As I knew would occur, our application has been summarily denied. In our application we submitted 22 books, and a line-up next year that would make many publishers examine 50 shades of green. Five Rivers’ application, however has been denied without even cracking the cover of any of the worthies which thus far create the foundation of a legacy we aspire to build.
Why? The answer is quite simple. Canada Council does not support an environmentally sound business model designed to minimize a publisher’s risk. In short, no Print-on-Demand (POD) in our hallowed halls, thank you very much.
Now, a publisher has to ask why Canada Council does not consider POD a viable commitment to publishing longevity? There is no warehousing, thereby reducing costs. There are no remaindered books, thereby reducing costs. Books never go out of print, thereby maximizing sales potential. So where’s the problem?
It is made abundantly clear in the application’s requirements fiduciary responsibility must be demonstrated. So, I don’t see how creating a liability by committing to offset printing and a run of hundreds or thousands of books, with the hope of future cash flow, is in any way meeting that financial criteria of fiduciary responsibility.
As a micro-press (apparently you have to have the cachet of houses like Dundurn, Anansi or Coach House in order to even be considered small press), the likelihood of garnering shelf space in that expensive and finite world of booksellers’ real estate is nigh unto impossible, unless, like some micro-presses I know, have made a deal with the devil known as a distributor, and thereby sacrificed an even greater portion of a minuscule profit margin for that privilege. And then, because of that questionable privilege, have succumbed to the pressure of opting for expensive small runs, all so you can experience returns (more warehousing or remaindering and thereby loss of profit).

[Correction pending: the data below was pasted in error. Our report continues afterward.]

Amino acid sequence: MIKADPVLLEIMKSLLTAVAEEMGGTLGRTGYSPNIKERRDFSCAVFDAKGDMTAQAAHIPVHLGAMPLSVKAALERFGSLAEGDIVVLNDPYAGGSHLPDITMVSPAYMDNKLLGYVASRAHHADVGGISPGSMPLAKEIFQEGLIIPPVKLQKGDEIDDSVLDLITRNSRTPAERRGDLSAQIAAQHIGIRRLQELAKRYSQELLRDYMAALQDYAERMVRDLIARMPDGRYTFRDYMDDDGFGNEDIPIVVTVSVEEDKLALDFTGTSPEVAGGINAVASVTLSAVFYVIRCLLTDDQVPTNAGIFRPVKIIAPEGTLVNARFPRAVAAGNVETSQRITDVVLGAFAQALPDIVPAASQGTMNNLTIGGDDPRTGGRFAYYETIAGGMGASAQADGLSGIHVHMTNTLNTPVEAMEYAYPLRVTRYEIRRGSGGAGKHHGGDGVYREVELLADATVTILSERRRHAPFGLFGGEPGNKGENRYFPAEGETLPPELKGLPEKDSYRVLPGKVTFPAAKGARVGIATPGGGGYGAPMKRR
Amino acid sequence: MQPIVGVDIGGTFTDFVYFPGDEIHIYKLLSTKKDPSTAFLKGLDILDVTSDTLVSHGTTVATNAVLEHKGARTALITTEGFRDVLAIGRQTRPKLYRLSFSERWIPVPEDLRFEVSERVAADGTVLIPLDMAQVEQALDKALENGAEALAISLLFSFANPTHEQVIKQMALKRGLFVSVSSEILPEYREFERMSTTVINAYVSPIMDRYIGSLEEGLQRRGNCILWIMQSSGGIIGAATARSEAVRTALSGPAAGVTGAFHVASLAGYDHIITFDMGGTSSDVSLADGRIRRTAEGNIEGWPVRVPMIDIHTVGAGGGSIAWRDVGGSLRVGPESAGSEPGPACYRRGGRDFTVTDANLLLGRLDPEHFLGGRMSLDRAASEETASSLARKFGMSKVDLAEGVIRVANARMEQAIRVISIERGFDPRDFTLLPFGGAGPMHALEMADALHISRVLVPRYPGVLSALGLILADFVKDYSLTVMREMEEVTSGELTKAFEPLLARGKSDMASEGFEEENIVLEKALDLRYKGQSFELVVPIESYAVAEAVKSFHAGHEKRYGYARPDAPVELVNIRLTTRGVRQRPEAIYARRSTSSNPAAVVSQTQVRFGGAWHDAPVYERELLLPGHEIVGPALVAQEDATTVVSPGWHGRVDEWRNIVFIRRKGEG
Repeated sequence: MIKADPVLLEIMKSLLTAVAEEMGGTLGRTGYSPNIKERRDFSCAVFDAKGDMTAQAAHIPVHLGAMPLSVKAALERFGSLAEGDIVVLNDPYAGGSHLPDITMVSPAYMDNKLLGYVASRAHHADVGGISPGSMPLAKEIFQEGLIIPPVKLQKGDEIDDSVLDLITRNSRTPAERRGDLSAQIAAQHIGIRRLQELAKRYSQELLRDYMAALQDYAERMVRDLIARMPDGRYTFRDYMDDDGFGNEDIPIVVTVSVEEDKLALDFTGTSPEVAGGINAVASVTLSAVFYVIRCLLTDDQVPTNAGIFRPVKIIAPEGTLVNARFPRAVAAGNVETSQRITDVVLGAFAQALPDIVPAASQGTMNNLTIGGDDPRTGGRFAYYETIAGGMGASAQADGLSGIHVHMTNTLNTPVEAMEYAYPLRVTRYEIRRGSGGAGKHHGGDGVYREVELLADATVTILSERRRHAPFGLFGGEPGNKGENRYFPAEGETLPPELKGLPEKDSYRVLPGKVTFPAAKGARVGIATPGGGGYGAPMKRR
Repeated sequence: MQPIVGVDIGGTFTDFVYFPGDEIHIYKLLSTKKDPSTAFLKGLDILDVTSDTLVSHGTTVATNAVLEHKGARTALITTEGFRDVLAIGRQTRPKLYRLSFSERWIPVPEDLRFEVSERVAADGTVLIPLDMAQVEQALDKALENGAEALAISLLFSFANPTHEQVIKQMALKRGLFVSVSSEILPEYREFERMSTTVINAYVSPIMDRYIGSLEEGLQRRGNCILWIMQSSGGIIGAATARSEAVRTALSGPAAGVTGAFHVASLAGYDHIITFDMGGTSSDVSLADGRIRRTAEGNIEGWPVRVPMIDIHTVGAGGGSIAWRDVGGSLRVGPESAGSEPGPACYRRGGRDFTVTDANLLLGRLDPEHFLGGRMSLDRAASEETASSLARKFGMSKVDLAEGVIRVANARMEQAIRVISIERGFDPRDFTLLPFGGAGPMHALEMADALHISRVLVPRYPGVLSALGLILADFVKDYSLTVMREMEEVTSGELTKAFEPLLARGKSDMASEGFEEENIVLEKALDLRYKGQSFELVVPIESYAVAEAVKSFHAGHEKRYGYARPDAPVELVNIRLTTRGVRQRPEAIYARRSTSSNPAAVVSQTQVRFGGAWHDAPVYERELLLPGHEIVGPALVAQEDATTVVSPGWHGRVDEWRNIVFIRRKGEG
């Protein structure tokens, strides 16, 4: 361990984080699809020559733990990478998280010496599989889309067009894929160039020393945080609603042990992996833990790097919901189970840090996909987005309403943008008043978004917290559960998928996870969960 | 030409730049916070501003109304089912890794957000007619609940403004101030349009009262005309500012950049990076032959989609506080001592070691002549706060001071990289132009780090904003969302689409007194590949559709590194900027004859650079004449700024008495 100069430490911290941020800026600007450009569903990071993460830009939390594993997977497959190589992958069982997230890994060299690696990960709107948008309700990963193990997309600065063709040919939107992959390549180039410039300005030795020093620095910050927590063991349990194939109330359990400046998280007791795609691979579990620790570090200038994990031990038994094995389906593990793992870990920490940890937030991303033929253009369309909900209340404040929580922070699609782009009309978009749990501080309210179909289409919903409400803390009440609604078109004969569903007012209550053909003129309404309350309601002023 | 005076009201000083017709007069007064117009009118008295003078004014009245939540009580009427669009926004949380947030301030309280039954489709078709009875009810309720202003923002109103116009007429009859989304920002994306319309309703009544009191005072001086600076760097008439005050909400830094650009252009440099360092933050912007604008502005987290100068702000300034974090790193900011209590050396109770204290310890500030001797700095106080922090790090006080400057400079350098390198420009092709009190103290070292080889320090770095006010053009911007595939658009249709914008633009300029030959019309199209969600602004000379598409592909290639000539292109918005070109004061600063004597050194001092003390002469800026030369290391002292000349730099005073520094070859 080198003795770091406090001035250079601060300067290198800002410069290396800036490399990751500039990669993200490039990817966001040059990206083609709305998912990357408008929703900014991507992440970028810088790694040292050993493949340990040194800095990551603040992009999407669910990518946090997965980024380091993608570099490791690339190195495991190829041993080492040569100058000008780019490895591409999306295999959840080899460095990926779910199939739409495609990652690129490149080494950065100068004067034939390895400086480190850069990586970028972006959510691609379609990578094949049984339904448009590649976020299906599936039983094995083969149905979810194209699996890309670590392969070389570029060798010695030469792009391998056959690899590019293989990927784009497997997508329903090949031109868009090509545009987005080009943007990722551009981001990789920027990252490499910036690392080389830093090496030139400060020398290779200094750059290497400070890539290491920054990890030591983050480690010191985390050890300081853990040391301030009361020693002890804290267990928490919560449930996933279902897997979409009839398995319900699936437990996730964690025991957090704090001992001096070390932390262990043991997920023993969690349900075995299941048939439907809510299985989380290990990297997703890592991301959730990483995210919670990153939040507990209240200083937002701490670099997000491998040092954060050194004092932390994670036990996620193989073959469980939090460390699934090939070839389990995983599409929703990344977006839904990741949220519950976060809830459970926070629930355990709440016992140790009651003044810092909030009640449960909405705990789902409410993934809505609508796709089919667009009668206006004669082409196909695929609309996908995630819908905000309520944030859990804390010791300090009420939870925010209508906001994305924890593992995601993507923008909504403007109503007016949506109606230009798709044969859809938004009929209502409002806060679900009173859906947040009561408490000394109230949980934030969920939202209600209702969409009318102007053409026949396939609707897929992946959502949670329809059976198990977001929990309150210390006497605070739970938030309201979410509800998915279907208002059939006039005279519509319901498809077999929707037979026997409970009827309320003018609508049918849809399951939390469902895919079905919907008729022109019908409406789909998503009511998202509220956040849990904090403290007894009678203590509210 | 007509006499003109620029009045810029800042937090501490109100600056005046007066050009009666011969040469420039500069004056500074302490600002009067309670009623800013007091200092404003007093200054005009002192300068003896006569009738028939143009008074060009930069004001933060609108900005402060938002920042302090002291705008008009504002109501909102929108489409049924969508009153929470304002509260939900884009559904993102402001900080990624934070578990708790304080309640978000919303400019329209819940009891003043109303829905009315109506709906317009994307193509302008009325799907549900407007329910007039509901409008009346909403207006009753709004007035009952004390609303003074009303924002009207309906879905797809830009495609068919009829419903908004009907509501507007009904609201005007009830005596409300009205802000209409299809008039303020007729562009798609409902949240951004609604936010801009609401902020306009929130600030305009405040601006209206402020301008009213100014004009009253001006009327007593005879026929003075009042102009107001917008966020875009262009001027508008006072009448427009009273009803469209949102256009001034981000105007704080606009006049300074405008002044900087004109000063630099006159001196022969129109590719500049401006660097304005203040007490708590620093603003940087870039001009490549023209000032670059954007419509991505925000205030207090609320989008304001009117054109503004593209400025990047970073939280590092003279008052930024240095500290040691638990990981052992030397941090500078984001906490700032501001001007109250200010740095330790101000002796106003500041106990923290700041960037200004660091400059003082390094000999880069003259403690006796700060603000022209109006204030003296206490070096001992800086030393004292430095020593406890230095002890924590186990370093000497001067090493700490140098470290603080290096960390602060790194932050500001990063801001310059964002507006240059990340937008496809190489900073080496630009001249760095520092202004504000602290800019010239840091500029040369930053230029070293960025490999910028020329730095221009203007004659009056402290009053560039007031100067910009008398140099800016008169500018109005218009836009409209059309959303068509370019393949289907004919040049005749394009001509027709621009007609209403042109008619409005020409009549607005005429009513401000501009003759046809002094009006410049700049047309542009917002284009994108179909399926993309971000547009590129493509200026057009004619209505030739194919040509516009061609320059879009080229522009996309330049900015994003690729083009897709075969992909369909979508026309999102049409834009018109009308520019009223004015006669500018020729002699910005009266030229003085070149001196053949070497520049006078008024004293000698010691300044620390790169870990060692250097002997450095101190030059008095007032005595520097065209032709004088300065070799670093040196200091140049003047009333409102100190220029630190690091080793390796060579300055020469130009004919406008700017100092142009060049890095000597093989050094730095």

So, show me the equation that clearly demonstrates risking capital on an offset print run, versus POD, is a viable economic business model?
Ah, perhaps the underlying message is all about perceived cachet, status, prestige? Perhaps because a publisher seriously embraces fiduciary and environmental responsibility there is an attendant malodorous perfume which cannot be tolerated in the atmosphere of Art?
Well, excuse my stink.
It is simply not logical for a publisher to lay out considerable sums of cash, on a product that comes with no guarantee of return, all so they can mainline into the methamphetamine known as grants support.
As always, my first instincts were correct. Ignore the business model that has seen publishers and booksellers fall like soldiers committed to a forlorn hope. Use modern technologies and methods that minimize risk and maximize profit and viability. This latter does come at the cost of battling ignorance and elitism. But in the end, if you don’t succumb to a rage of frustration, you will succeed.
So, thanks, Canada Council, for this reinforcement of Five Rivers’ commitment to stand solidly on our own foundations. Your mandate — bringing the arts to life — has been achieved, not quite as you expected, but achieved nonetheless.